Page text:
# Calculus of variations

The calculus of variations is a branch of mathematics that was developed around the middle of the 18th century by Leonhard Euler and Joseph-Louis Lagrange in particular .

The central element of the calculus of variations is the Euler-Lagrange equation

${\ displaystyle \ delta I (x, \ delta x) = 0}$,

which just becomes the Lagrange equation from classical mechanics . ${\ displaystyle I = \ int {\ mathcal {L}} \, \ mathrm {d} t}$

## Basics

The calculus of variations deals with real functions of functions, which are also called functionals . Such functionals can be integrals over an unknown function and its derivatives. One is interested in stationary functions, i.e. those for which the functional assumes a maximum , a minimum (extremal) or a saddle point . Some classic problems can be elegantly formulated with the help of functional.

The key theorem of the calculus of variations is the Euler-Lagrange equation, more precisely "Euler-Lagrange's differential equation". This describes the stationarity condition of a functional. As with the task of determining the maxima and minima of a function, it is derived from the analysis of small changes around the assumed solution. The Euler-Lagrangian differential equation is just a necessary condition . Adrien-Marie Legendre and Alfred Clebsch as well as Carl Gustav Jacob Jacobi provided further necessary conditions for the existence of an extremal . A sufficient but not necessary condition comes from Karl Weierstrass .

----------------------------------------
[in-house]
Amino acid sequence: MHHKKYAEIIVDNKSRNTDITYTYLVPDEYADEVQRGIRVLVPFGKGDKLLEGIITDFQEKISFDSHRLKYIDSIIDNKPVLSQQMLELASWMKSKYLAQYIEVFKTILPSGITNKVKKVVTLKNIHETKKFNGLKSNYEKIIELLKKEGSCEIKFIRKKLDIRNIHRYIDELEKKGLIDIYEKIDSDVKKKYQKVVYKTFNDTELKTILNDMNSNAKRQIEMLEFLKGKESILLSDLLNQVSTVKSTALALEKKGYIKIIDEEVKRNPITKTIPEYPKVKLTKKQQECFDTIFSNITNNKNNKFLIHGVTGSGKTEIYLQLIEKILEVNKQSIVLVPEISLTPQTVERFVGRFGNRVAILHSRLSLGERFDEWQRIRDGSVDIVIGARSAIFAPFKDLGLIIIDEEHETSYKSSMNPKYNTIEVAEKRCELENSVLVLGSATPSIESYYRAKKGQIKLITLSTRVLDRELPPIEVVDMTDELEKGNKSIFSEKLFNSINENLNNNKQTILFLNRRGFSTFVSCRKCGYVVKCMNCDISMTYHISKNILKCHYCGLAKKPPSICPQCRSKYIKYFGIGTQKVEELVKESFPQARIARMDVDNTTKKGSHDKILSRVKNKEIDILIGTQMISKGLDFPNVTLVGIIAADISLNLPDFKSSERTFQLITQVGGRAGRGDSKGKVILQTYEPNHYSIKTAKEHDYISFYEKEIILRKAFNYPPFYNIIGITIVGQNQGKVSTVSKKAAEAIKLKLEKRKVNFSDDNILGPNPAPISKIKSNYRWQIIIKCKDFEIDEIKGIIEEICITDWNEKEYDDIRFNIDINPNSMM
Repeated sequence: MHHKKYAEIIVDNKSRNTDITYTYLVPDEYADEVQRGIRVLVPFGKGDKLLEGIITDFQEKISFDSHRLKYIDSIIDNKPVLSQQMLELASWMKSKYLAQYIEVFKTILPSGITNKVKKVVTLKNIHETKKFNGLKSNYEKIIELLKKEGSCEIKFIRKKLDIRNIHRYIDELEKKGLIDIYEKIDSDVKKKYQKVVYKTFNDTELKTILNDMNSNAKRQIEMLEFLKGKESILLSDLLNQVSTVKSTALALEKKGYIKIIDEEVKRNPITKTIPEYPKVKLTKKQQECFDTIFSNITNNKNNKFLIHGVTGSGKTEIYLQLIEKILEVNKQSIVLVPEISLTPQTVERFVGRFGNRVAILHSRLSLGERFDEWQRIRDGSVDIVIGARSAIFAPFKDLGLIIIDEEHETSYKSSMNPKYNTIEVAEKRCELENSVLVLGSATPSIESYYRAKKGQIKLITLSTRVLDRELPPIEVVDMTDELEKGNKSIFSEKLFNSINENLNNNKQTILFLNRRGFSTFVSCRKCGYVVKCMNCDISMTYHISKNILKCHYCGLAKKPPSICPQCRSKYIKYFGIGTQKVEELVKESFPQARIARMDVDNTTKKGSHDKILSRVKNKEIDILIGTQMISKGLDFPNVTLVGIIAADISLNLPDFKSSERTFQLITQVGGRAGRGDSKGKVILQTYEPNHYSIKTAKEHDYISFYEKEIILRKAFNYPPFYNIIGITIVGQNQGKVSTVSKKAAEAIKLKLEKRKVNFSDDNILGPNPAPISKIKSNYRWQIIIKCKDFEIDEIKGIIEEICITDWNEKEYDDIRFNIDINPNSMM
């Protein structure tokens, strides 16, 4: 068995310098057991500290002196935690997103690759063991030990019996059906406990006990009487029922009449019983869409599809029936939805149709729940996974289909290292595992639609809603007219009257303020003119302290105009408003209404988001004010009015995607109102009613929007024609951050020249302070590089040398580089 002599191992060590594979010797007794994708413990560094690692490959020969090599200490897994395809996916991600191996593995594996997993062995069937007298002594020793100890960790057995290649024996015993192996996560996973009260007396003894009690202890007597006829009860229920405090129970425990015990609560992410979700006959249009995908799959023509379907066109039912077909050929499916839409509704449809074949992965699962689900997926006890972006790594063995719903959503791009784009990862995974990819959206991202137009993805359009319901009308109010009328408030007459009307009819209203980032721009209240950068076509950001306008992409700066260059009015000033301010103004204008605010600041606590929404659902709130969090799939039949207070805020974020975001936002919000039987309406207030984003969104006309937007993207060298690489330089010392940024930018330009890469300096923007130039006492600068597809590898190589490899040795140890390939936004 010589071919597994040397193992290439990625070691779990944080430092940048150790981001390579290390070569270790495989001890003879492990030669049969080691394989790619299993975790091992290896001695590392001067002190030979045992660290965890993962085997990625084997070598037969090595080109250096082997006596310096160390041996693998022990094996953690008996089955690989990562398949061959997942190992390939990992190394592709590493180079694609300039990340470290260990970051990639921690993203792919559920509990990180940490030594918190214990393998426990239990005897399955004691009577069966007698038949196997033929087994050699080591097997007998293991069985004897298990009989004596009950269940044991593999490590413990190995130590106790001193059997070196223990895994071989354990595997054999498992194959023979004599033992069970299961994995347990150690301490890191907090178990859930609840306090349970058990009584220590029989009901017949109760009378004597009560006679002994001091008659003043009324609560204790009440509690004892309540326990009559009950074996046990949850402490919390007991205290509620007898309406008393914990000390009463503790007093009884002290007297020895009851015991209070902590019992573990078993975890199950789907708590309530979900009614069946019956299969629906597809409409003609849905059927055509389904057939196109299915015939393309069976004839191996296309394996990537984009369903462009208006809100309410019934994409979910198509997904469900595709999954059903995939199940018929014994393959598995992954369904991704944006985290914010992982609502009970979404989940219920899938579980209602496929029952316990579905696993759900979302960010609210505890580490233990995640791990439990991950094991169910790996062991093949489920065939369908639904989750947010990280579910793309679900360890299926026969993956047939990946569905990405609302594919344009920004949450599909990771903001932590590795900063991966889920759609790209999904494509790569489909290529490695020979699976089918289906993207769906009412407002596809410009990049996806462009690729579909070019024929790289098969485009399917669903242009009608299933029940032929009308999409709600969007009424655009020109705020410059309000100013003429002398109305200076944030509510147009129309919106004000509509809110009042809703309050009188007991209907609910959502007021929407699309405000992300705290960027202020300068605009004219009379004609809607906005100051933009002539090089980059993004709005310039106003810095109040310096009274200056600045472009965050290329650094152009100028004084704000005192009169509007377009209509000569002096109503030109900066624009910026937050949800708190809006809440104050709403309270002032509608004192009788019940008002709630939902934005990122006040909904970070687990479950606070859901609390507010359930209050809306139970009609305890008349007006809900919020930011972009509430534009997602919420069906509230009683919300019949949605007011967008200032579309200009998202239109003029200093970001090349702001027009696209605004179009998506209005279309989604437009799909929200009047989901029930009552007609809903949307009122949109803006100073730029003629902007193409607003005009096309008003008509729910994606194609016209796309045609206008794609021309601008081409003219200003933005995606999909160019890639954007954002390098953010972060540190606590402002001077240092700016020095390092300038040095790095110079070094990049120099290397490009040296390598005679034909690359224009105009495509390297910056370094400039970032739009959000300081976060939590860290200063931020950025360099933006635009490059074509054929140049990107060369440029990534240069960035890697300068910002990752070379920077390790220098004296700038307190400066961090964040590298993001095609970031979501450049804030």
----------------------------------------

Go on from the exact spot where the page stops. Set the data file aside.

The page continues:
The methods of calculus of variations appear in Hilbert space techniques, Morse code and symplectic geometry . The term variation is used for all extremal problems of functions. Geodesy and differential geometry are areas of mathematics in which variation plays a role. A lot of work has been done, in particular, on the problem of the minimal surfaces that occur with soap bubbles.

## application areas

The calculus of variations is the mathematical basis of all physical extremal principles and is therefore particularly important in theoretical physics , for example in the Lagrange formalism of classical mechanics or orbit determination , in quantum mechanics using the principle of the smallest effect and in statistical physics in the context of Density functional theory . In mathematics, for example, the calculus of variations was used in the Riemannian treatment of the Dirichlet principle for harmonic functions . The calculation of variations is also used in control and regulation theory when it comes to determining optimal controllers .

A typical application example is the brachistochron problem : On which curve in a gravitational field from a point A to a point B that is below, but not directly below A, does an object need the least time to traverse the curve? Of all the curves between A and B, one minimizes the term describing the time it takes to run the curve. This expression is an integral that contains the unknown, searched function that describes the curve from A to B, and its derivatives.

## A tool from the analysis of real functions in a real variable

In the following, an important technique of calculus of variations is demonstrated, in which a necessary statement for a local minimum place of a real function with only one real variable is transferred into a necessary statement for a local minimum place of a functional. This statement can then often be used to set up descriptive equations for stationary functions of a functional.